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Entertainment Weekly


12 new music releases to get your weekend started early

James Devaney/WireImage; Kevin Mazur/WireImage; FilmMagic

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Every Friday, artists drop anticipated albums, surprise singles, and hyped collaborations. As part of New Music Friday, EW’s music team chooses some of the essential new tunes. From Taylor Swift’s long-awaited sixth album reputation to Eminem and Beyoncé’s emotional collaboration, here are some of the week’s most noteworthy releases. Got Spotify? Stream some of EW’s picks by following our playlist (embedded below) for this week.

1. Taylor Swift, reputation

Arriving three years after her seismic 1989reputation finds the pop icon taking a darker turn. Yet “for all their borrowed swagger,” EW’s Leah Greenblatt writes, “the songs, with their vague allusions to dive bars and lipstick marks, lack the sharp specificity of her best work.” For more about the album, read EW’s full B-grade review and how other critics have greeted the project. —Eric Renner Brown

2. Eminem feat. Beyoncé, “Walk on Water”

Eminem returned Friday with a staggering, beautiful new single — and it features Beyoncé. The moving track will likely appear on Em’s forthcoming ninth album, and he might even bust it out when he performs on Saturday Night Live later this month. —E.R.B.

3. Walk the Moon, What If Nothing

The indie-rockers scored a true crossover hit with their 2014 smash “Shut Up and Dance.” They seem uncertain of their direction on What If Nothing, which has both highs and lows. For more, read EW’s review of the album. —E.R.B.

4. Bleachers, MTV Unplugged

Jack Antonoff has produced for so many stars in 2017 — Taylor Swift, Lorde, Pink — that it’s easy to forget he also put out an LP as Bleachers. Even stripped of their synth-pop stylings, the tracks still connect. For more about Antonoff, revisit EW’s tour of his studio and review of the latest Bleachers album. —E.R.B.

5. Angel Olsen, Phases

Leave it to Olsen, who released one of 2016’s best indie-rock albums, My Woman, to turn a collection of B-sides and rarities into a riveting, cohesive set. For more about Olsen, revisit EW’s interview with the singer-songwriter. —E.R.B.

6. Kamaiyah, Before I Wake

The Oakland MC impressed with her 2016 debut A Good Night in the Ghetto — one of EW’s favorite projects of 2016 — and despite its brevity, her 26-minute follow-up Before I Wake continues her hot streak. —E.R.B.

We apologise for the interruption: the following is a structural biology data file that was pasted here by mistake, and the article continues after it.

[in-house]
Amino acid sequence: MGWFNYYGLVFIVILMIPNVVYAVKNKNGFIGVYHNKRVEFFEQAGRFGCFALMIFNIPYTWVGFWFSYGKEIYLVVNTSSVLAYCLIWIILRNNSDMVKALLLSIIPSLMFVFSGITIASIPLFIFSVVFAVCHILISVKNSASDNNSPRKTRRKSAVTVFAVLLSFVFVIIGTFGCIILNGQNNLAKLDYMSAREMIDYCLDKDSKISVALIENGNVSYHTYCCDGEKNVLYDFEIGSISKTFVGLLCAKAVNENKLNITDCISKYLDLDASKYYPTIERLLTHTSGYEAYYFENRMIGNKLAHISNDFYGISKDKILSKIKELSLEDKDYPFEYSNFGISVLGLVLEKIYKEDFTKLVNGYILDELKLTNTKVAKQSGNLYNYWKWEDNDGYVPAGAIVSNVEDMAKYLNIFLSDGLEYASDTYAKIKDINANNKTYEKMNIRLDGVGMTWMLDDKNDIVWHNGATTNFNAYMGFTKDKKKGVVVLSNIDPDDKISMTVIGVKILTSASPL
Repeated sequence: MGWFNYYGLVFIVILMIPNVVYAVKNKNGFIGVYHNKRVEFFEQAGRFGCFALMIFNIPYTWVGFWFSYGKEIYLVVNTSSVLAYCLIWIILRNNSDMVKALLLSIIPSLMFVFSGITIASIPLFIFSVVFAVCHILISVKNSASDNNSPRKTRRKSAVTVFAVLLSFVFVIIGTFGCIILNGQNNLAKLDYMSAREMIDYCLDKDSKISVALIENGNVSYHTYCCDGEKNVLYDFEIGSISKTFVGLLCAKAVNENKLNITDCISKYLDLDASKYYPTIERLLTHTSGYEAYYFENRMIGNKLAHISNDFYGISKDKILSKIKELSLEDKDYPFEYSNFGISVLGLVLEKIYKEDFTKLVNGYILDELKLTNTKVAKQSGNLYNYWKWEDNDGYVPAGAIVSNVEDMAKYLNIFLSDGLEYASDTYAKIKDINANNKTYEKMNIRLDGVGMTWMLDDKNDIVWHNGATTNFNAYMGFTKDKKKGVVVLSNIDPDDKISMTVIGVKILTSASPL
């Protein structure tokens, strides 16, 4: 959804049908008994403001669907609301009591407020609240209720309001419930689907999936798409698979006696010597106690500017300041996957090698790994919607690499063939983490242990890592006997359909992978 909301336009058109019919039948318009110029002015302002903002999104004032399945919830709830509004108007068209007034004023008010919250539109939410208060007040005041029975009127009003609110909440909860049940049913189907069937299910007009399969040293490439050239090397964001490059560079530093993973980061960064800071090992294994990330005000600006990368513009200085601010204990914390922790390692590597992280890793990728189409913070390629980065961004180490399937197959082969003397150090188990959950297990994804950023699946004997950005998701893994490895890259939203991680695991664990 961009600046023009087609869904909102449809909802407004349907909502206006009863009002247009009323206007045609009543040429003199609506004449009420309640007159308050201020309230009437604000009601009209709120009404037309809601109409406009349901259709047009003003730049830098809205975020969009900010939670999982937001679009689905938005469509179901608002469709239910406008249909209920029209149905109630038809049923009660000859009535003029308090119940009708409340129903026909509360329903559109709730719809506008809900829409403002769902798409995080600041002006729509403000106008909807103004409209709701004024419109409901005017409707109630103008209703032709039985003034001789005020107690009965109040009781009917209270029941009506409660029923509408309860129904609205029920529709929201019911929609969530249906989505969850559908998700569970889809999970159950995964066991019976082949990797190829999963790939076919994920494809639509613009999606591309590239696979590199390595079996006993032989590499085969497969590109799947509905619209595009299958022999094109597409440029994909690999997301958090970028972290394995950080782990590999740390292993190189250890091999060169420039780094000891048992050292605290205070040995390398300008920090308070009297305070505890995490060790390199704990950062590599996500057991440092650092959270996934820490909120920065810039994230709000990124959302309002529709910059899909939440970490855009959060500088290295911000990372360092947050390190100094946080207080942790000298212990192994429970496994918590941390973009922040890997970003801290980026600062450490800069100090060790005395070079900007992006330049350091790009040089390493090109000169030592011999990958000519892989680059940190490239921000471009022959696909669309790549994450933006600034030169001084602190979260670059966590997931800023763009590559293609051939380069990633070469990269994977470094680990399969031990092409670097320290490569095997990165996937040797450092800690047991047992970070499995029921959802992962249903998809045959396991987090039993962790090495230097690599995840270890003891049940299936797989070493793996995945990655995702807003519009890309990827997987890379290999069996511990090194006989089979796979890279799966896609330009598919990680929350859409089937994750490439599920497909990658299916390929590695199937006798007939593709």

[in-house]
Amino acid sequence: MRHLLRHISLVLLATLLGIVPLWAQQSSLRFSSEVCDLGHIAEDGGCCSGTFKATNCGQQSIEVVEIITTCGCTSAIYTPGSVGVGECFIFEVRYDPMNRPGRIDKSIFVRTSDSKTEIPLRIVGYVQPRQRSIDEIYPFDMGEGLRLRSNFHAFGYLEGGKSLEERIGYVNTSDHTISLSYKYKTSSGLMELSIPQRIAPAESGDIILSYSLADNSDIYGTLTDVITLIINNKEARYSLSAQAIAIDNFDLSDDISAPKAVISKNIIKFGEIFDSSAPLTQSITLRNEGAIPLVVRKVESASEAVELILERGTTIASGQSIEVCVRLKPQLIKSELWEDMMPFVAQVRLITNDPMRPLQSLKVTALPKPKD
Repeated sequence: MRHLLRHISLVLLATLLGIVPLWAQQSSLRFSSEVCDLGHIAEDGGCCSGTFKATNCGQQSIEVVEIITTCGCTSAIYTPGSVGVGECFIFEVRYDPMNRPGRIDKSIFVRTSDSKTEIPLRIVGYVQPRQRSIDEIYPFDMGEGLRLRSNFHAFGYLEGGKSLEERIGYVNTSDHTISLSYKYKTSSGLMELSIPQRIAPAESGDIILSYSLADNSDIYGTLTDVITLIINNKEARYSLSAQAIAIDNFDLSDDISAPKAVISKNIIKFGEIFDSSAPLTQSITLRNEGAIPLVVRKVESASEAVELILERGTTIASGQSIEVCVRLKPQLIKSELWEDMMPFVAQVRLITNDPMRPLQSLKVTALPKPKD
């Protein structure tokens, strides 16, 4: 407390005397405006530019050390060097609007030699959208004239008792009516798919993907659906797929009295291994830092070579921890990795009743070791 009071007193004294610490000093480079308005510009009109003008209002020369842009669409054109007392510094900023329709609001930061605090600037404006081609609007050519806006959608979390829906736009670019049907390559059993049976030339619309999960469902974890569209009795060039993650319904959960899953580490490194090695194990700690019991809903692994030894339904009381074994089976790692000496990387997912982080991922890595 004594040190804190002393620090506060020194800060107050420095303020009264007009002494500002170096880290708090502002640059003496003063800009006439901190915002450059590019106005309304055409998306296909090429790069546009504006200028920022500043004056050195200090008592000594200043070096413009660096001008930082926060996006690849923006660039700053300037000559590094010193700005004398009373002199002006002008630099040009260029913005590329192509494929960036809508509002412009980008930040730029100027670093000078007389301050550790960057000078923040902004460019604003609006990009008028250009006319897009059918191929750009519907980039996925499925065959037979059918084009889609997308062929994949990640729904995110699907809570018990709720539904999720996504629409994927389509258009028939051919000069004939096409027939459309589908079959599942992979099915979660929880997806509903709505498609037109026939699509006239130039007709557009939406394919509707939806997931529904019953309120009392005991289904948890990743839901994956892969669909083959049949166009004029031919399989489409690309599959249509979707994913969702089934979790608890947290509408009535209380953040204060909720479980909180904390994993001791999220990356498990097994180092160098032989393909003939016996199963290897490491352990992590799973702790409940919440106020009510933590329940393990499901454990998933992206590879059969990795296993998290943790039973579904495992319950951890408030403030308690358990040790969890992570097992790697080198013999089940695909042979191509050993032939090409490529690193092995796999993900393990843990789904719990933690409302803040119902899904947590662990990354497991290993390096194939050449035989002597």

7. Mickey Hart, RAMU

The revered Grateful Dead drummer kicked off another tour with Dead & Company last night in San Francisco — the group’s second of 2017 — but he hasn’t eased up on his own far-out sonic experiments. His 14th solo LP deploys samples from sources as disparate as a 1948 tobacco auctioneer and late Dead cohort Jerry Garcia and enlists collaborators including Animal Collective’s Avey Tare. For more about Hart, revisit EW’s interview with the percussionist from earlier this year. —E.R.B.

8. Seal, Standards

For his latest, the crooner covers Great American Songbook classics from the Gershwins and Cole Porter. And on cuts popularized by Frank Sinatra, like “Luck Be a Lady,” Seal does Ol’ Blue Eyes proud. —E.R.B.

9. Sigrid, “Strangers”

Norwegian singer Sigrid — one of the promising new pop artists to emerge in 2017 — follows up this year’s excellent Don’t Kill My Vibe EP with this thunderous new single that sets a shuddering, “Dancing On My Own”-esque synth bass to her already-soaring hooks. —Nolan Feeney

10. Tim Heidecker, Too Dumb For Suicide: Tim Heidecker’s Trump Songs

As half of comedy duo Tim & Eric, Heidecker honed an absurdist brand of humor. He applies his worldview to current events on this collection of facetious protest songs for the Trump era. Though darker themes surface periodically, the set generally aims to amuse, from an Elvis Costello-styled homage to Trump’s bowels (“Imperial Bathroom”) to takedowns of prominent right-wingers (“Richard Spencer,” “Wilbur Ross”). —E.R.B.

11. Grateful Dead, R.F.K. Stadium Washington, D.C. 1989

The Grateful Dead graduated to stadiums in the late ’80s and early ’90s, but their reliability as performers faltered. Especially in the wake of Jerry Garcia’s 1986 coma, concerts could be hit or miss; not coincidentally, only two of the 24 volumes of the band’s current Dave’s Picks series of archival live releases contain performances from 1980 or later (’80 and ’81, specifically). But a new set course corrects, featuring two scintillating D.C. gigs from the Dead’s acclaimed summer ’89 tour, which captured Garcia at a late-career peak and contained some of keyboardist Brent Mydland’s final shows before his untimely 1990 death. For more about the RFK concerts, revisit EW’s premiere of the July 12 performance of “Estimated Prophet.” —E.R.B.

12. NE-HI & Jamila Woods, “The Times I’m Not There”

Earlier this year, Chicago garage-rockers NE-HI released their excellent second album, Offers. For their latest single — a reworked version of a tune off their debut — the group enlisted another Chicagoan with a decidedly different aesthetic: Jamila Woods, who has made waves as a Chance the Rapper collaborator and with her unvarnished brand of neo-soul. The cut finds the middle ground between scuzzy rock and silky R&B that you never knew you needed. —E.R.B.

Also out:

Listen to a playlist of the tracks from this week’s New Music Friday above.